Computer Based Testing: The way of the future?October 8, 2009 at 3:51 pm | Posted in uncategorized | 24 Comments
(authored by Brian Slocum)
When is the last time you took a standardized test that was not computer based? For most of us, it was most likely when we took the SAT during our junior or senior year in high school. Tests required for post-graduate studies, such as the GRE (Graduate Requirements Examination), MCAT (Medical College Admission Test), GMAT (Graduate Management Admission Test) are all taken on a computer. Are standardized tests the only ones that that should be considered for computer based assessment? Can we find ways to integrate computer based testing into courses that are just normal parts of a high school or college curriculum? In some cases, we already have. We have seen a variety of tools such as Course Compass and MyMathLab which enable students to take online quizzes. Having increased access to computers nowadays allows us to use them in almost any environment. When considering computer based testing, the questions we must investigate are:
1) Why the shift from a paper and pencil based test to a computer based test?
2) Is there a significant difference between the results when someone takes a paper and pencil based test or a computer based test?
3) Are current paper and pencil based tests (such as the SAT) eventually going to be given on the computer?
There are numerous reasons for moving from a paper and pencil based test to a computer based test. One of the major benefits is that the software can automatically score the exam as it is being taken and then provide the students with their immediate results as opposed to a turn-around of several weeks. On standardized tests, this also alleviates the need to wait for the allotted time to pass before everyone can continue on to the next section. Once a student is completed with a section and feels that they have answered every question to the best of their ability, they are simply a click of the mouse away from continuing on to their next section.
Several studies have shown that there is little to no difference when comparing exam scores that test the same material, some of which are taken with a paper and pencil and others at a computer. In analyzing test results from an accounting course, Anakwe (2008) states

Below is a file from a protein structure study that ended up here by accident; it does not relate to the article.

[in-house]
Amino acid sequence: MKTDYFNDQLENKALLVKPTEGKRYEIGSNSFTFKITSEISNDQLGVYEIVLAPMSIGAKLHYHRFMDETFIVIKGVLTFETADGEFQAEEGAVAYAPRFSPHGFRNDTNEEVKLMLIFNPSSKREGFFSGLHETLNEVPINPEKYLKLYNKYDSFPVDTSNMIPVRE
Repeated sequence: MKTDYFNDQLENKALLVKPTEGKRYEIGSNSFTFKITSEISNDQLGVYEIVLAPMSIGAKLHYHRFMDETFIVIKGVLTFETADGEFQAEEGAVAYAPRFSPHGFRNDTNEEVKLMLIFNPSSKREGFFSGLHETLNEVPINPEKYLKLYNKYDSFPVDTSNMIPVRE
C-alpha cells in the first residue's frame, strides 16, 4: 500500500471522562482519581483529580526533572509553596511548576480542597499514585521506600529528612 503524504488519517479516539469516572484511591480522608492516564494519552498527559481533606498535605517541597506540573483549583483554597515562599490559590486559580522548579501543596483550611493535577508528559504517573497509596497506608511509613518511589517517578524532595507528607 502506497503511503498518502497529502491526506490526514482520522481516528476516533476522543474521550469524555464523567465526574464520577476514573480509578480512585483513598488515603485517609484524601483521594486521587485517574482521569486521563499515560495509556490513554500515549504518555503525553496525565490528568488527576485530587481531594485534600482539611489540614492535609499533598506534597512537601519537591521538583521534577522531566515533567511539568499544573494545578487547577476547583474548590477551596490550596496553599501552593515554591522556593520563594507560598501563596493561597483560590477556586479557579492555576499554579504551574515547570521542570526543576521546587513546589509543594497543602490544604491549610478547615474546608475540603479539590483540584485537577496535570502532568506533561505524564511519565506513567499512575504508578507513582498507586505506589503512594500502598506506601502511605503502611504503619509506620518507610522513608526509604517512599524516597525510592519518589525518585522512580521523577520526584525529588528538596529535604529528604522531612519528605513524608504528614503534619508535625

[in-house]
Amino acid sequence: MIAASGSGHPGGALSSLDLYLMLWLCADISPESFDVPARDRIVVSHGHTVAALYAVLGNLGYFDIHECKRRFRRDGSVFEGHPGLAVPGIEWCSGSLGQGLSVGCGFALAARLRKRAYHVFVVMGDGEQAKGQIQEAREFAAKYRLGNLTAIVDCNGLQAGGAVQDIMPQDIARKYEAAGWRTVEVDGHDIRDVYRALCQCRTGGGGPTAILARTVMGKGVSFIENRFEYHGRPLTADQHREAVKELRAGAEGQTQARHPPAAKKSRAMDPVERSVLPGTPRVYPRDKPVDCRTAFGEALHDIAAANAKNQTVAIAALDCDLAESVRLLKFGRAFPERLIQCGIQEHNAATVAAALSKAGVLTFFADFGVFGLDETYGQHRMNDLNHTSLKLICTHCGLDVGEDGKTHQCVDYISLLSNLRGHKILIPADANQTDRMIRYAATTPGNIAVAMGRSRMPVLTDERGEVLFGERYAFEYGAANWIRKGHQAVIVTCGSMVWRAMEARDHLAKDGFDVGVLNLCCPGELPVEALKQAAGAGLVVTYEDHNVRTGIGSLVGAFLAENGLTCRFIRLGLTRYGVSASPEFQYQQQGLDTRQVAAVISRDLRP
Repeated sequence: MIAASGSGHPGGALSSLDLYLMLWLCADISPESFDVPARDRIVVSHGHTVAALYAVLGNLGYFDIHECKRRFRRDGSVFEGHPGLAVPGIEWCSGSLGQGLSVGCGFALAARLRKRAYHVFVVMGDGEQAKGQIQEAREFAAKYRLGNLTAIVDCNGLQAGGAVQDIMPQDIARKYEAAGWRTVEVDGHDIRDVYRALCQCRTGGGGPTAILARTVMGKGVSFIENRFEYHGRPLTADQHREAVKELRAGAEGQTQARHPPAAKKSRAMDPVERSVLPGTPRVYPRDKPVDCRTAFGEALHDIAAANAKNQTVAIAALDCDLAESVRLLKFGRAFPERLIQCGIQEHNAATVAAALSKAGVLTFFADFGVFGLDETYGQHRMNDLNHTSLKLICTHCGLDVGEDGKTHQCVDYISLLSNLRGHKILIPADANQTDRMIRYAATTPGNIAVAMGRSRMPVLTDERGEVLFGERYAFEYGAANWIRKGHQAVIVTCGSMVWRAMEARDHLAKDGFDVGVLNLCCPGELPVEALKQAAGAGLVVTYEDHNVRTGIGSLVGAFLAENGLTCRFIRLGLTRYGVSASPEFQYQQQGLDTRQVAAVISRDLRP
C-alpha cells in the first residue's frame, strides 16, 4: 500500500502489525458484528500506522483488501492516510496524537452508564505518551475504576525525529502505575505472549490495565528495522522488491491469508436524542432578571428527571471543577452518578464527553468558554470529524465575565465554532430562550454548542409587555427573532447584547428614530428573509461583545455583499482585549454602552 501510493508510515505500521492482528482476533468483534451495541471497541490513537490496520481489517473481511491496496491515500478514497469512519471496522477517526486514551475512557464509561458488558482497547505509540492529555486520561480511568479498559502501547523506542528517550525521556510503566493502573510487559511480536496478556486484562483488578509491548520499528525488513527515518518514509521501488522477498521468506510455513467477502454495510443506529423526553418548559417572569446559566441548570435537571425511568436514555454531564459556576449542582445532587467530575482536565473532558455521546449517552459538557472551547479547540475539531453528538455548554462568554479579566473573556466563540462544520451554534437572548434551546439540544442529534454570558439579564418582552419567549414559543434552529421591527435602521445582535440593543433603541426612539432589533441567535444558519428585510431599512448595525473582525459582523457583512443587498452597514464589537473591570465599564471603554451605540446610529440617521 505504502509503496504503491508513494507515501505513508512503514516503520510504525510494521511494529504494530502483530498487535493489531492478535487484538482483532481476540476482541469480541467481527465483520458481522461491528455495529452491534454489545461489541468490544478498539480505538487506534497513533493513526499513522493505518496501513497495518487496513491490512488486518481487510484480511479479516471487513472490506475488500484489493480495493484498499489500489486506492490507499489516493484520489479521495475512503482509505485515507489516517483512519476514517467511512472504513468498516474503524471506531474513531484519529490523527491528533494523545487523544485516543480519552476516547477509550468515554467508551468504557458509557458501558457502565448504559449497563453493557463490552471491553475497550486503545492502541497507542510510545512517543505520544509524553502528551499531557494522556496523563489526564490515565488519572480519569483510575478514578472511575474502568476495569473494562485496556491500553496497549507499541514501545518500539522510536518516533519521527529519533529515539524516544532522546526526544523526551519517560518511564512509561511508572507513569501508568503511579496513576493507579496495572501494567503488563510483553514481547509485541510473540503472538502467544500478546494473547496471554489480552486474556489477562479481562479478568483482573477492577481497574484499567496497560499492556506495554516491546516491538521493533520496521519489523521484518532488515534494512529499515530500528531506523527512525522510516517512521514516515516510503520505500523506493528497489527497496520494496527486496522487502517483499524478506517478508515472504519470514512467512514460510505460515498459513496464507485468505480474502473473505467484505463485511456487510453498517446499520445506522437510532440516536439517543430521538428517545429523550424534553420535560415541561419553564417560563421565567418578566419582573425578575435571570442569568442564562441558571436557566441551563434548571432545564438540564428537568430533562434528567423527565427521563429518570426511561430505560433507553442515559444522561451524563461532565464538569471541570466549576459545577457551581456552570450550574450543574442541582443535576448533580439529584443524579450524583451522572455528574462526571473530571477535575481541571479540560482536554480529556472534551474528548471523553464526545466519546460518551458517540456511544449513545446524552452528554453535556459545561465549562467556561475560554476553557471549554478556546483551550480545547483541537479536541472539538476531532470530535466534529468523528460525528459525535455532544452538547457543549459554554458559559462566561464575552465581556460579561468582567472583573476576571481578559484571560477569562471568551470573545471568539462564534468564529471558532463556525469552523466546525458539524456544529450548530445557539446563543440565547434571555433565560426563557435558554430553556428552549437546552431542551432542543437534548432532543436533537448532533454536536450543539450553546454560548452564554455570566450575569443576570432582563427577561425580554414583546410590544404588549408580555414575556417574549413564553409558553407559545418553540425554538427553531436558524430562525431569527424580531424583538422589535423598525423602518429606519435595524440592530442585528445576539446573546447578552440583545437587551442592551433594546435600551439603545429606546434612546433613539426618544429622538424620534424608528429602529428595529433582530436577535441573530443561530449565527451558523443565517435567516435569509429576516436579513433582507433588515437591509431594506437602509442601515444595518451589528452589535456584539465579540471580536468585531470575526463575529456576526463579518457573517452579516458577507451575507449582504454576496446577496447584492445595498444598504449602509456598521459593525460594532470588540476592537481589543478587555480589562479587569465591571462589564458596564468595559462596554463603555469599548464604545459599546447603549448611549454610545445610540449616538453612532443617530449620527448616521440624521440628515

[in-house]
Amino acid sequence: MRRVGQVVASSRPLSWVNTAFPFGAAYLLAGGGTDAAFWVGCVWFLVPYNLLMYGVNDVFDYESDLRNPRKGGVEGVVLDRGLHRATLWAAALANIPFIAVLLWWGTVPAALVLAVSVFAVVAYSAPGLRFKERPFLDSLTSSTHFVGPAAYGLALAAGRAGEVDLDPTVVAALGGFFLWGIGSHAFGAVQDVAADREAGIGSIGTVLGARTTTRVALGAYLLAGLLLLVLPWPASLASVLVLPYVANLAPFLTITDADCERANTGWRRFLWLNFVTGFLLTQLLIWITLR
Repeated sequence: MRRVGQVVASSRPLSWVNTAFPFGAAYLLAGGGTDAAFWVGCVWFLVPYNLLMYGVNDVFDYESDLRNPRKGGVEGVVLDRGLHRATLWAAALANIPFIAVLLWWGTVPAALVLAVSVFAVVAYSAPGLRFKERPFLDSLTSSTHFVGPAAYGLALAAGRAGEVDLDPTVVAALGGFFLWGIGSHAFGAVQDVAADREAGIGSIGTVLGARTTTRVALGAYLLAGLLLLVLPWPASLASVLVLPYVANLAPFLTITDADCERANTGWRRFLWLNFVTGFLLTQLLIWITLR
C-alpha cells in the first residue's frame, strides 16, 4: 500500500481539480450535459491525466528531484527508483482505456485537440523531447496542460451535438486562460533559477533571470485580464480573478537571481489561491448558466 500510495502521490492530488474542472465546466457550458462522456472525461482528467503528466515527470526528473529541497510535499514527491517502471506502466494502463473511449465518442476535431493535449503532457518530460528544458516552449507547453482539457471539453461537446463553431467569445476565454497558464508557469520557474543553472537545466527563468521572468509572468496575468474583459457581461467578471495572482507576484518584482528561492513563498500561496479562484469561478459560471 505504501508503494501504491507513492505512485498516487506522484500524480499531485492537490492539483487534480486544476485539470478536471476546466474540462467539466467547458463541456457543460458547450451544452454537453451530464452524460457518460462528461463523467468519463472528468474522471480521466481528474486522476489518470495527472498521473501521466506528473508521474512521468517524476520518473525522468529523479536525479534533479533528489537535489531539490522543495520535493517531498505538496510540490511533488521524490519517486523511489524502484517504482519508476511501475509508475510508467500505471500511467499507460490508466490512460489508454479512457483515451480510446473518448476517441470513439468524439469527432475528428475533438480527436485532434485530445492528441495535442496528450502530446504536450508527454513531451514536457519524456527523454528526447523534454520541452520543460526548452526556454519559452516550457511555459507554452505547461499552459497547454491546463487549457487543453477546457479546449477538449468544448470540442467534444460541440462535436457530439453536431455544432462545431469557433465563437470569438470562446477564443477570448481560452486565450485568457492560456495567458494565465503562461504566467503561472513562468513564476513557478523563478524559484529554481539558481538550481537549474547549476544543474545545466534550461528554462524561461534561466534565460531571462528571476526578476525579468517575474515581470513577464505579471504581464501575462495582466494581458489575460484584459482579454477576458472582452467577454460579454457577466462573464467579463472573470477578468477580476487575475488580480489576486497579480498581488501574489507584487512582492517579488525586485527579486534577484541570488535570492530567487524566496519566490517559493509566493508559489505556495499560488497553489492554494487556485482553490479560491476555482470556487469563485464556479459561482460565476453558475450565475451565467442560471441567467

The study reveals that in three different accounting courses, there were no differences in student test scores between the online tests and the in-class tests. The study also revealed no correlation between a student’s gender or class and the student’s test performance.
Another study was conducted in which students actually took the SAT at a computer. They were given scrap paper and pencils but all answers were recorded one question at a time on the computer. Tools such as an on-screen calculator were provided. Interviewing the director of guidance for grades 6-12 in the district where this SAT was taken, an article from eSchool News (2001) states
Of the students who’ve taken this so far, I think 75 [percent] or 80 percent have said they prefer this to a paper and-pencil test.
This study was conducted in 2001, and 8 years later students are still taking the SAT at a desk with paper and pencil. Perhaps the College Board feels that the format of the test is fine in its current form and is in no rush to change, but it is something that must be considered as new generations grow up very familiar and comfortable with using a computer. Of course there are still disadvantages in this case. The SAT requires enough computers for the hundreds of students that take the test at one time at each location. This would require some heavy thought as to possibly restructuring the entire exam. Perhaps each test could be unique and offered more frequently so fewer students would take the exam at once, similar to the GRE. However, these should be viewed as modifications to be made that would improve the quality of the test, not disadvantages preventing us from adopting a new format. After all, the aforementioned study stated that the majority of students involved preferred the computer based test. If students are the ones taking the exam, shouldn’t we be listening to their thoughts on the matter?
Anakwe, B. (2008). Comparison of Student Performance in Paper-Based Versus Computer-Based Testing. Journal of Education for Business, 84(1), 13-17. Retrieved October 8, 2009, from ABI/INFORM Global. (Document ID: 1580346501).
Schools try giving SAT via computer. (2001). eSchool News. Retrieved October 7, 2009 from http://www.softwaresecure.com/pdf/SATsOnComputer_020501_.pdf